New Addition: Babylonstoren’s Farmhouse

PHOTOS Dook PRODUCTION Annemarie Meintjes WORDS Ami Kapilevich

The latest addition to Babylonstoren is a natural extension of the estate’s founding principles and a symbol of its enduring hospitality.

“We are all about the garden,” says Babylonstoren proprietor Karen Roos. “It all stems from there. We built the restaurant as an outlet for the fresh produce from the garden. And the Farm Hotel was built to accommodate the patrons. So none of this was really planned. There was no commercial goal or motivation. It came from the garden.”

We are sitting in the Butterfly Room, the lounge area of the Farmhouse, the latest addition to Babylonstoren. This nine-room lodge was converted from the original resident farmer’s house. It will supplement the eleven-room Farm Hotel, just as Babel, Babylonstoren’s internationally vaunted restaurant, was extended with an adjoining property after the waiting list for a table began to stretch from weeks to months.

Unlike the old farmworkers’ dwellings, rooms that now constitute the Farm Hotel, the building converted into the Farmhouse had no heritage restrictions, as it was built in the 1960s. This gave Karen a lot more leeway in terms of what she could do with the structure, but it also meant she needed to add something special.

“The Farm Hotel rooms have an authentic history and look out over the garden,” Karen says, “but with the Farmhouse it was trickier. We had to give it something extra, something a bit more refined and luxurious.”

The Farmhouse decor bears the unmistakable stamp of Karen’s own style. There is a deliberate sense that the Farmhouse is an extension of the main homestead, the manor house. The walls of the Butterfly Room are lined with books, and the furniture is eclectic yet classic.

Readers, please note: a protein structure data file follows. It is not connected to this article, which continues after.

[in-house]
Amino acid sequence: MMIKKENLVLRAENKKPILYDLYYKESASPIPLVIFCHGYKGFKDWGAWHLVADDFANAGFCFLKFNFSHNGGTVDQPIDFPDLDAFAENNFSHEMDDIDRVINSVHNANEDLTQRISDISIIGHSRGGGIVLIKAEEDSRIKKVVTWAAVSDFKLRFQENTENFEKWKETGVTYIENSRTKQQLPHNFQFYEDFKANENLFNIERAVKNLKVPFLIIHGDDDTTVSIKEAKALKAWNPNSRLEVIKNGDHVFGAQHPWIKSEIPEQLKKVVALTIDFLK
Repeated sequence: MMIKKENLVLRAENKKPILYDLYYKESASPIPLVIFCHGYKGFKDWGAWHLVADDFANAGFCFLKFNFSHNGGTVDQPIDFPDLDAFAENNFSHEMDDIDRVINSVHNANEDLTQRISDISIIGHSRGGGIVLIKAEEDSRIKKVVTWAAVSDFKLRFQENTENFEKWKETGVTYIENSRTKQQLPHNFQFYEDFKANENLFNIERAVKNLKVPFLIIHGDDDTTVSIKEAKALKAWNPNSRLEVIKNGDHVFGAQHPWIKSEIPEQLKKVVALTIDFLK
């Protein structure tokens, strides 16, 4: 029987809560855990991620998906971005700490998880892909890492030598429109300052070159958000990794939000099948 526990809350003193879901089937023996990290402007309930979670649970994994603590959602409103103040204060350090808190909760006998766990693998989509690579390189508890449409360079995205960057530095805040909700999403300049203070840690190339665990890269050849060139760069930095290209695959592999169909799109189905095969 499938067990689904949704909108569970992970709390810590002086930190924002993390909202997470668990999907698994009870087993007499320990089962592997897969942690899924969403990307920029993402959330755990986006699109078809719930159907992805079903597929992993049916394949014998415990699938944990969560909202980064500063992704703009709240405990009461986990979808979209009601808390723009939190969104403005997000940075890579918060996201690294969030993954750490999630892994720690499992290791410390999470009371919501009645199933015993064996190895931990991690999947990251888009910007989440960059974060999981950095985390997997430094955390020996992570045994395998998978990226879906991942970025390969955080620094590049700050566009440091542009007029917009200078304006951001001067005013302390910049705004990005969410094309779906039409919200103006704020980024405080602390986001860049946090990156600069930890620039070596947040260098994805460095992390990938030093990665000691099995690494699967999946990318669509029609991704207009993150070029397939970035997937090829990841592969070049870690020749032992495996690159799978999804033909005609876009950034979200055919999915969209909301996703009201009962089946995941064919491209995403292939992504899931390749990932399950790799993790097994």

“We kept it simple, but we used the best quality materials. We want it to be timeless, to last. When we got here, the Cape Dutch house from the 1700s was still here, so we want the same permanence for what we do. A hundred years from now,” she says, laughing, “this bed must still be here.”

Karen used many reclaimed and antique pieces. The beautiful spiral staircase that leads to the Queen Bee Loft suite was imported from a specialist salvage company. The tiles were also salvaged, and cut from larger pieces.

The ceilings in the rooms have been lifted and there are deliberately large walk-in closets. “As someone who is a bit untidy,” says Karen, “I like to just throw everything in the cupboard. Especially when I’m on holiday.”

The Farmhouse opens out to a swimming pool, and beyond that is a sophisticated spa in what was once the farmer’s braai room. The spa alone is so impressive it could attract even more visitors to the Farmhouse.

“It can’t get any bigger than this. That would put us in another category. This is still personal and intimate, a space left by our ancestors,” says Karen.

Make no mistake, Karen Roos means to leave a legacy. But it all started with a garden.